Procrastination strategies are outlined here for you as both a story and a series of steps below. We hope you enjoy our favorite story about a monkey on your back.
A Monkey On Your Back - A Story and Analogy on Habitual Procrastination
Imagine facing a field of tall grasses with a large monkey on your back. This darn monkey weighs you down day after day, but you made a commitment to this monkey, and you want him off your back.
The only way to free yourself of the monkey is make a pathway to the other side of the field…then the monkey can run free, and so can you.
So, what's the fastest way to get rid of the monkey? Make the quickest path to the other side. Just start chopping grass to make a path.
Yet, there is no visible end to this field head. It looks like it goes on forever. This monkey is becoming a burden, but you've already committed. Your fatigue, boredom, and aggravation is rising.
You begin getting really tired of this monkey and you crave a break. You're now resenting this monkey and yourself for helping it. Who cares about effective procrastination strategies right now? The monkey is heavy! You want to get rid of it - and now. With that thought - you suddenly come upon a ditch.
Hmmm....An easy way out comes to mind: You could just toss the monkey in the ditch for now. You'll return later to deal with him, right? This ditch becomes more appealing by the second! By doing this, you'll get relief in more than one way. The weight of the monkey is off your back, and you're free from it's burden.
So, you toss the monkey in the ditch. What a relief! You turn around, head back the way you came, and distract yourself with something much more fun. Initially, you think you're free of this monkey, but everyday, you can hear him in the ditch shouting cruel words about your character, integrity, and laziness because you left him there. His voices ring through in your head constantly reminding you that you failed at his freedom and yours.
Oh well, at least he’s not on your back.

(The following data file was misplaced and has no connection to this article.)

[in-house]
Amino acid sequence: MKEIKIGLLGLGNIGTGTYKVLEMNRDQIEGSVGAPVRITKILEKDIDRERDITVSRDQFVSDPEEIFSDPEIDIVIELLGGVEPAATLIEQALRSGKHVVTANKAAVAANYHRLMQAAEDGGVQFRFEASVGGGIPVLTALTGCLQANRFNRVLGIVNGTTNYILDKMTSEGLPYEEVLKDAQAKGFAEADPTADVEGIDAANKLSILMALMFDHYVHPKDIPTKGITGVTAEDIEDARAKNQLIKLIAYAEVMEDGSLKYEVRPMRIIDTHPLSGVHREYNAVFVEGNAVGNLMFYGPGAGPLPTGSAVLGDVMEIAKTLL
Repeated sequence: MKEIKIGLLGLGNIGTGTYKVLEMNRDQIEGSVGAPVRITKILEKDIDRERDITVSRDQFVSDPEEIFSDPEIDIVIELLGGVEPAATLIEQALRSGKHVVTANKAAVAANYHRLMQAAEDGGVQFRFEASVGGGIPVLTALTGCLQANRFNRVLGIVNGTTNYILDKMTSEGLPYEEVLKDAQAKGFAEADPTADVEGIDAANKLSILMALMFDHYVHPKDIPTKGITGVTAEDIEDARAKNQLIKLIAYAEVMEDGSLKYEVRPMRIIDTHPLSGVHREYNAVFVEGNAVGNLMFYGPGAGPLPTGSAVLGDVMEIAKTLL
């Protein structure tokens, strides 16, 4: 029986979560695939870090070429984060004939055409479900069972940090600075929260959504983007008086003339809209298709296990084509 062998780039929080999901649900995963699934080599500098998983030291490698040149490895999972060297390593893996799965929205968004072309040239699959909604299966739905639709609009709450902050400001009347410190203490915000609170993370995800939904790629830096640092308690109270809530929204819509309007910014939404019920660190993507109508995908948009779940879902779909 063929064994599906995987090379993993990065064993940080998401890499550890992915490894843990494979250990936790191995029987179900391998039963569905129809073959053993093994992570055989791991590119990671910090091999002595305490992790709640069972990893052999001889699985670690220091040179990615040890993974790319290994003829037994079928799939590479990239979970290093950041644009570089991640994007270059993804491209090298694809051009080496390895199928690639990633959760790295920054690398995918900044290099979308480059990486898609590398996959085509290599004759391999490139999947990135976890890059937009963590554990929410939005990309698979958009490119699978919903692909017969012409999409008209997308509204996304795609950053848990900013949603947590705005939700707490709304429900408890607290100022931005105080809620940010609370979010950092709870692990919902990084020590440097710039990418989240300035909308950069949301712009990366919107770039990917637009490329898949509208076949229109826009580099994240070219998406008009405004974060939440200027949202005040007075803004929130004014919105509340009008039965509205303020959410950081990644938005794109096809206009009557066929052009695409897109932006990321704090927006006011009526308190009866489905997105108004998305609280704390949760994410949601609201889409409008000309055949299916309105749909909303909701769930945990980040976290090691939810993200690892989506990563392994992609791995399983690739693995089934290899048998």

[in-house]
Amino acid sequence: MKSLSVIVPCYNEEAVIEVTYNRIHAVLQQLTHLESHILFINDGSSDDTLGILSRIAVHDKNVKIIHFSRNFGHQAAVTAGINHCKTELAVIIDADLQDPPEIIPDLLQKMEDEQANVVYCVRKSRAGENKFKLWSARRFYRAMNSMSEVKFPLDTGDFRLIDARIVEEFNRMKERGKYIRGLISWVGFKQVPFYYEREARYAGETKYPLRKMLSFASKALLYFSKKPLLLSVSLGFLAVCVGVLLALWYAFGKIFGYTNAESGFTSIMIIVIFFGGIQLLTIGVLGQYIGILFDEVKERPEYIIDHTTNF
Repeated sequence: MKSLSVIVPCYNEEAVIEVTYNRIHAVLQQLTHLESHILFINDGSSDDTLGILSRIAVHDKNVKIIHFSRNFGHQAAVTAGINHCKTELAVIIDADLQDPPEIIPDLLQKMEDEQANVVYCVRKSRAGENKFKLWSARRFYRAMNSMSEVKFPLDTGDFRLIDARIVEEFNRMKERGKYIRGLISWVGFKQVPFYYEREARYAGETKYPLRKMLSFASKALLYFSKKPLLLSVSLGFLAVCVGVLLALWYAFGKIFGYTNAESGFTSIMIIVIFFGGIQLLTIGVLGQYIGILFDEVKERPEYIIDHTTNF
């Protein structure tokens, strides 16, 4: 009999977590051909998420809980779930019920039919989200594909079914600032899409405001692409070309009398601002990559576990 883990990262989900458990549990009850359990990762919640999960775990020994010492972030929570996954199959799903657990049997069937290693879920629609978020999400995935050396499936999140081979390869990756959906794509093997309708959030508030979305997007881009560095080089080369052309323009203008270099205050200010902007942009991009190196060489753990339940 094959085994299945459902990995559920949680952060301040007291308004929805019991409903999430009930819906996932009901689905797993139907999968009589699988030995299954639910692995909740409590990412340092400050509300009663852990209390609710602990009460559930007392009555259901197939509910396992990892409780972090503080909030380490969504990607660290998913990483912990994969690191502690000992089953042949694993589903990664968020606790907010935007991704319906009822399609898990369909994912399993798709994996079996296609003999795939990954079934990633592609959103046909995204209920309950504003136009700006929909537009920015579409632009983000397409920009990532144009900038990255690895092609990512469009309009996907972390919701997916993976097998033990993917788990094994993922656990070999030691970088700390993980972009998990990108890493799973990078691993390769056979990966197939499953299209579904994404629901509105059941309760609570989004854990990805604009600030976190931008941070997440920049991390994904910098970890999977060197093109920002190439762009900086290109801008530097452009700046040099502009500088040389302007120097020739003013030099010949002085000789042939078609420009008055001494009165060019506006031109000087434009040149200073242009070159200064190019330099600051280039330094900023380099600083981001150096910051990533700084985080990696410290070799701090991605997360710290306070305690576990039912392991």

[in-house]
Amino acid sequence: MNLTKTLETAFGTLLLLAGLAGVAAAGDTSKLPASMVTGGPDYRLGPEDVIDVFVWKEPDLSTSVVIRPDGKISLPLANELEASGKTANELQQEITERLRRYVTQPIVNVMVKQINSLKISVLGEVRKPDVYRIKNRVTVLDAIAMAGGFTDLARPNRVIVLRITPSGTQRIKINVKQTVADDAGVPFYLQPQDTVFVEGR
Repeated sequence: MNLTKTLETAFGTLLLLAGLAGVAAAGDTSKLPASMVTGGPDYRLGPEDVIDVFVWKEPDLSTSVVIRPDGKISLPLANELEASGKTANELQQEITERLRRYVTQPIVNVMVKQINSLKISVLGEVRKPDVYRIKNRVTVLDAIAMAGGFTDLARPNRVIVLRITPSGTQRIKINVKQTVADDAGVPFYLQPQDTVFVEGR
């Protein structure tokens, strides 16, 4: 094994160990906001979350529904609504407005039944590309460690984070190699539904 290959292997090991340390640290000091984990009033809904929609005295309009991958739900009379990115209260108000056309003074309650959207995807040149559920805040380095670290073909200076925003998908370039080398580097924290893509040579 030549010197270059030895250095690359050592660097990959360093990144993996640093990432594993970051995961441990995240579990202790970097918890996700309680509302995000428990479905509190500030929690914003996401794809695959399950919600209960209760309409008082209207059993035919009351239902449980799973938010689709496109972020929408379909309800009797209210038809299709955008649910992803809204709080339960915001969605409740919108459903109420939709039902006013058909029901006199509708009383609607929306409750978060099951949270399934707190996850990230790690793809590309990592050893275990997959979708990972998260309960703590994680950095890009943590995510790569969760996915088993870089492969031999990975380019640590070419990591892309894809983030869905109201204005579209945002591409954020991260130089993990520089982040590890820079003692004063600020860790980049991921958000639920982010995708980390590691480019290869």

The next week, you're back at the same field with a new monkey on your back, because you made a new commitment. Some days, you realize you have 2, 3 or 4 monkeys on your back.
The fastest way to get these the monkeys off your back is simply walking the same pathway you created before...the one that leads to the ditch so you can put the monkeys down. This pathway to the ditch becomes increasingly familiar, smoother, and easier travel.
How many monkeys are in your ditch? Maybe you've lost track, but their voices remain in your head causing you grief, guilt, and uneasiness at night when you need to sleep.
You often think, "maybe I should just go back and help the monkeys." Instead, feelings of anxiety and worry arise. What will you say to them? Where do you begin? You recall the burden of them on your back and decide to avoid them once more.
It’s just too overwhelming to sort through all the monkeys and the promises you made them without useful procrastination strategies in place to fix this. Instead, you just distract yourself with meaningless tasks because you feel too mentally exhausted from guilt and worry about the monkeys to progress in other ways.
Every so often an angry monkey propels itself from the ditch and surprises you. They just show up at your door, call you, or hassle you about your commitment to them. You promise the monkey you'll finish the job, and disappear.
But, you never know when a monkey will escape the ditch or find you, so you stay worried about it, highly guarded, and tense most days.